If you don't have an Ikea around you can make a similar hanging station by using small, wide mouthed Mason jars, adjustable pipe fittings, a length of 1x6 pine board and some screws. Determine how many jars you need and the spacing you want between and then cut your board to accommodate your plans. Paint or stain your board as needed. Then screw each adjustable pipe fitting into the pine board, slide each Mason jar into the pipe fitting and then tighten your fitting. Now this set up is not detachable like the Ikea's Bygel but it will hold your tiny bits just as well and beautifully too.
I have seen these
great Woven Felt
Baskets all over the design scene lately. They are popping up in all the design
shows and stores. They are a great storage option for living rooms and kids
rooms. The look can easily be modified depending on the colors you use. You can
make one for a little boys room in blue
one for a girls room in cream
green, one for your room in a bold Fuchsia
and one for the living room in cashmere
tan to blend in. They are really a snap to make and lots of fun. The only
supplies you will need are a calculator, 72'' wide felt, a glue gun and some embellishments.
Each strip is woven of doubled felt to give strength to the basket.
To make your own, first you need to decide how big and what shape you want.
Square Basket (Width, Length and Height is X)
Length of each strip is the width of the bottom plus the height of the side (X+X).
Length of each ring is the width of the side times 4 plus 1 '' (4X+1)
Rectangle Basket (Width is X, Length is Y and Height is Z):
Strips A are the length of the bottom plus the height of the side (Y+Z)
Strips B are the width of the bottom plus the height of the side (X+Z)
Each ring is two times the width plus two times length plus 1 ''(2X+2Y+1)
The number of strips needed for the width is the number of inches (i.e. you want the bottom of your basket to be 15'' then you will need 15 one inch strips). The number of strips needed for the length is the same process. And it is also the same for determining the number of rings for your height.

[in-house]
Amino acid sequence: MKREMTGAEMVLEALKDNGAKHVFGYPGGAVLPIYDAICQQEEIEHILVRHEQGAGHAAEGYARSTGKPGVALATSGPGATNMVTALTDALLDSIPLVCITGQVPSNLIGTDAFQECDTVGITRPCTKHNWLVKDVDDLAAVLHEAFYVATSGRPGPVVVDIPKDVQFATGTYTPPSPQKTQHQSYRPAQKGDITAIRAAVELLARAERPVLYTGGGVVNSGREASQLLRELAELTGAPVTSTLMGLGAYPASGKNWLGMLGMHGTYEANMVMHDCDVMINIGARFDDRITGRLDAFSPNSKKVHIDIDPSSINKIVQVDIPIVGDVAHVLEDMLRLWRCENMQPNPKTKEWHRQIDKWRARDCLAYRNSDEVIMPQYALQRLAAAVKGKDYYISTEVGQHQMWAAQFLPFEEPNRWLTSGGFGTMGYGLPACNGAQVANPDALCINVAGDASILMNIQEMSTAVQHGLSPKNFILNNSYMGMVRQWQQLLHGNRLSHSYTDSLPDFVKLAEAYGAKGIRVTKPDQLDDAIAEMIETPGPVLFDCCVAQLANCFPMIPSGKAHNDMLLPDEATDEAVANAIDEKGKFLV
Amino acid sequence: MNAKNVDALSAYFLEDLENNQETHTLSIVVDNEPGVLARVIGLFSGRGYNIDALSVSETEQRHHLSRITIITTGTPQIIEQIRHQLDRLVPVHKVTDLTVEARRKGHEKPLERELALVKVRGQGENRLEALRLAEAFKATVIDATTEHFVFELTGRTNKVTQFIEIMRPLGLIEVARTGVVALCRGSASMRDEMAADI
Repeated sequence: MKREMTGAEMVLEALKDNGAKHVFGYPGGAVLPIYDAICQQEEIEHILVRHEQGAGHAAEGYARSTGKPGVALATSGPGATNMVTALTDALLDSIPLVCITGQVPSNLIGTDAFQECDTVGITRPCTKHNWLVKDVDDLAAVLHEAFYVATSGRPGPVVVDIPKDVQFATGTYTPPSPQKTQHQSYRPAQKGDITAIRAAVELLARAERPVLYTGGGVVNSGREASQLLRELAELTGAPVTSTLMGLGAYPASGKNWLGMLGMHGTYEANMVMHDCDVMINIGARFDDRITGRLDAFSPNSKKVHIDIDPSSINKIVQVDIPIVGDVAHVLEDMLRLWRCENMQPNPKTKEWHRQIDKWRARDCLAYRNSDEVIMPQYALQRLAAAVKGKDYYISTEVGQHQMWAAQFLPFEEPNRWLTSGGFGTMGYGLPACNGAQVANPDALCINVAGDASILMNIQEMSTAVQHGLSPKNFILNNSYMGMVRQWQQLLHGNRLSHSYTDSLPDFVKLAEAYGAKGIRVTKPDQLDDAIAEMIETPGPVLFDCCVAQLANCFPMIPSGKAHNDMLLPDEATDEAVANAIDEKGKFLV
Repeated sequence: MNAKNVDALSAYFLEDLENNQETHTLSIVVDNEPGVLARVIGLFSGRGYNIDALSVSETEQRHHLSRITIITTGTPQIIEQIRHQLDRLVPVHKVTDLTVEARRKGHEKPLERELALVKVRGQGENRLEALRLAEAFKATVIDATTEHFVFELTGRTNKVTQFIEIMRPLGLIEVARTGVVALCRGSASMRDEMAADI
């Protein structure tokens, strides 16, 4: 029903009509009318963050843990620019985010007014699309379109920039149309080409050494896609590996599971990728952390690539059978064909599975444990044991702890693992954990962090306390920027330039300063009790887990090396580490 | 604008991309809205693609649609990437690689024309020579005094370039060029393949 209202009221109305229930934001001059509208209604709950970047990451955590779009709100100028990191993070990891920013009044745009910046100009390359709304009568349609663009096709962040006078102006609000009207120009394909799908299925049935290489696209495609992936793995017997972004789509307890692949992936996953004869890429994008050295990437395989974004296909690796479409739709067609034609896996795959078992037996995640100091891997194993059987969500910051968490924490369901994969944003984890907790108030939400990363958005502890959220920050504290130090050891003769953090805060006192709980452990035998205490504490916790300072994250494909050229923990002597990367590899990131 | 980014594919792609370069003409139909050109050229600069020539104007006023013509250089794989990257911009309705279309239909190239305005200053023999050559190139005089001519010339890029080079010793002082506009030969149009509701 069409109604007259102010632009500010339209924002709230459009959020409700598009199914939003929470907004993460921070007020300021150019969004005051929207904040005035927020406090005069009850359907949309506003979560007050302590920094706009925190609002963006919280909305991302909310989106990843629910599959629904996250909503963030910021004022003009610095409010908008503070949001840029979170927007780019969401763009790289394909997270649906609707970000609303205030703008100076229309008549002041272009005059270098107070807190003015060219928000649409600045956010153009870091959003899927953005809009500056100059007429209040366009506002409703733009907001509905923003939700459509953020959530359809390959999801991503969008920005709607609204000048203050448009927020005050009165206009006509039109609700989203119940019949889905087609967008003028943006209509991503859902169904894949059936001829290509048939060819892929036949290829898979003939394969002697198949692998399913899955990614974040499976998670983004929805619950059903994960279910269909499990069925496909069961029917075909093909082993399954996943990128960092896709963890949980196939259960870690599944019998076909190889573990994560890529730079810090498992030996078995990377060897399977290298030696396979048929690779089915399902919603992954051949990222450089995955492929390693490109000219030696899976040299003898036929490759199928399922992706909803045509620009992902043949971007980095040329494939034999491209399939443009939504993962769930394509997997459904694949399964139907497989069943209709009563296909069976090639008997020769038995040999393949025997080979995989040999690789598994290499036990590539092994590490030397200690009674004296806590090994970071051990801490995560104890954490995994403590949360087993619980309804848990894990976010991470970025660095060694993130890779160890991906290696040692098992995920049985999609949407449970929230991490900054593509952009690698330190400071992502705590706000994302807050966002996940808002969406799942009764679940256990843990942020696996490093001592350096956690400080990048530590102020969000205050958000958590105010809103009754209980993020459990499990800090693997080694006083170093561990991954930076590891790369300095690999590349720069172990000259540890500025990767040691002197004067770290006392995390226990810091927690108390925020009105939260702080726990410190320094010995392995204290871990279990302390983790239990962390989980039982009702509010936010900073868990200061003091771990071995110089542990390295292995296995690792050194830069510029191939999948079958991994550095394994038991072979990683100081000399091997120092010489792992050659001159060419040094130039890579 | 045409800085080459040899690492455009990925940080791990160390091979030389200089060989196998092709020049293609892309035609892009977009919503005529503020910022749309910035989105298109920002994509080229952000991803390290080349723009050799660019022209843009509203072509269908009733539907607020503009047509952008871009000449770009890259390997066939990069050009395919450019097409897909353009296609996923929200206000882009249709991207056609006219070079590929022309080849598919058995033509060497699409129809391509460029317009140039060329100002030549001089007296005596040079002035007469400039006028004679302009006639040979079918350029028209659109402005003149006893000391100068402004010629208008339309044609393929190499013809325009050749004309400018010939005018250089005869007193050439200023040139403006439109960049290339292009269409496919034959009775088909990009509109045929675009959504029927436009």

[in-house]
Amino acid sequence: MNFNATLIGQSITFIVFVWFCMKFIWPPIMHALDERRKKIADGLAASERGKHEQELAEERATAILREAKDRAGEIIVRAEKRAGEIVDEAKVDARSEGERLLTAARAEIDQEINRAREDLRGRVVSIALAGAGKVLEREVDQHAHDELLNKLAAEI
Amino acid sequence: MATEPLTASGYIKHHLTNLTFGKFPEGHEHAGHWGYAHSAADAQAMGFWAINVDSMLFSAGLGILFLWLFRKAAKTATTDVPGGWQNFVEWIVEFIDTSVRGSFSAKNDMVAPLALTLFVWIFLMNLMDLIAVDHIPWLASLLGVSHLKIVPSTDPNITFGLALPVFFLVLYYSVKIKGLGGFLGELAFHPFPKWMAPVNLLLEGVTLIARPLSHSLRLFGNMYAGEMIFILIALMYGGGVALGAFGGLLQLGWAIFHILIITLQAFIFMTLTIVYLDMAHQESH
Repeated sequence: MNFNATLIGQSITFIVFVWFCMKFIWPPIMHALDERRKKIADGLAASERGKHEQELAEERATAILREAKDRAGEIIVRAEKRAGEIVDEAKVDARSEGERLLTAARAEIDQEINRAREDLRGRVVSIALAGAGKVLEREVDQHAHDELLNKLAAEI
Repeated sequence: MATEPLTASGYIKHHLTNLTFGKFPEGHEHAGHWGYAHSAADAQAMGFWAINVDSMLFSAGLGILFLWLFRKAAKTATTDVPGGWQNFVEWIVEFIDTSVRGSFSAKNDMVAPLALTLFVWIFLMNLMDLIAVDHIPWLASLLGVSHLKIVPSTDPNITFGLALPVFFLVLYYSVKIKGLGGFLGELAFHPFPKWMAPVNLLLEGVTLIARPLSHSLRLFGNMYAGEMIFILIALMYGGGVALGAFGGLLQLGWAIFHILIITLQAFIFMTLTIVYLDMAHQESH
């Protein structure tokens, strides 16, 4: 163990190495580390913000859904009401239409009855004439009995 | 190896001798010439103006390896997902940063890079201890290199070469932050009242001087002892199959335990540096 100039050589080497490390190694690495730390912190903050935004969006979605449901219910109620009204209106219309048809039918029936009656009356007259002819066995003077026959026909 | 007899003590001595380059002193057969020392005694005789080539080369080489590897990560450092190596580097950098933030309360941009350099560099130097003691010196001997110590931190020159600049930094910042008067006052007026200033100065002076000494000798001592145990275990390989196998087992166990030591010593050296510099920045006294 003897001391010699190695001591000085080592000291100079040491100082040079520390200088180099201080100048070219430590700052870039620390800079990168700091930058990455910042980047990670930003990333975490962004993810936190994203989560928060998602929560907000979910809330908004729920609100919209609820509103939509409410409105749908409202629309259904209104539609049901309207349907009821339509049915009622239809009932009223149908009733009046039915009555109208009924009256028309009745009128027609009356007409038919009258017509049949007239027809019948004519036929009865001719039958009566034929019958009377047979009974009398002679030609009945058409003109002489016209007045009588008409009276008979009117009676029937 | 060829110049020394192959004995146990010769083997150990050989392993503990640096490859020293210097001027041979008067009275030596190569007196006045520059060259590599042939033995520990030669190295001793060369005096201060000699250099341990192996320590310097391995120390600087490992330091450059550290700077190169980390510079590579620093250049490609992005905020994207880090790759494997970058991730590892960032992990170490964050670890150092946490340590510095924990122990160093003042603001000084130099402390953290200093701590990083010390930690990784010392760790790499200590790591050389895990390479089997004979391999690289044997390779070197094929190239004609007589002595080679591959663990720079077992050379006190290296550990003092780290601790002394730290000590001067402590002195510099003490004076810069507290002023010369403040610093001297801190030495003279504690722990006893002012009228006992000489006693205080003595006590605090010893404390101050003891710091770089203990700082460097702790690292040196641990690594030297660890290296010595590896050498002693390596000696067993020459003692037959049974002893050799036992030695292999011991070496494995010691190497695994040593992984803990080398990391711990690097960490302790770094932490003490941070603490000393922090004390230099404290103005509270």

Here is a great example, for a basket 15''w by 17''l by 12''h you will need to cut:
Strips A- 17, 29'' strips
Strips B- 15, 27'' strips
Rings- 12, 65'' strips
And you will need approx 2 yds of Rainbow Felt (remember each strip is doubled)
Once all your strips are cut you will need to assemble your rings. Glue one short end to the other end, overlapping one inch. Once all your rings are glued set them aside. Start weaving your bottom by laying out all your width strips parallel. Then weave in your first length strip using an over-under method. It helps to start at the center and mark your centers with pins or small chalk marks. Once you have all your length strips woven into your width strips, your bottom is complete and you can add your first ring.
Flip the strips that will go inside the ring toward the center of your basket and leave the rest lying out. Place the ring on top and then reverse your flip (flip all the inside strips to the outside and all the outside strips to the inside). Place another ring and do another flip. Repeat the ring and flip until you are out of rings. Glue and trim (if needed) your strips to the top ring, starting with the outside strips first and then doing the inside. Hold your strips in place until the glue is cool before moving on to the next strip. Finally add the trim around the top by cutting a 3'' wide piece of felt that is the same length as a ring. Start gluing it or hand sewing it in place. If gluing start with the outside first and then glue around the inside. Your basket is now basically done. You can finish it off with some embellishments as you see fit. I added a whipstitch around the bottom of my trim and added a few small pom-poms. Try adding rope handles or braided fabric handles. You can even try fusing some fabric onto your strips to add a print or extra "wow" factor to your basket. Vary the sizes and using them for anything around the house.
It will cost less than $13 to make a huge 15''by 17''by 12'' basket!
Here is a Target version for $25 15''by 15'' by 11'' for gray and cream
West Elm's large basket is $49 for 18'' by 14.5'' by 11 for gray only
Both start at twice the cost of our DIY version and by making your own you can choose your colors!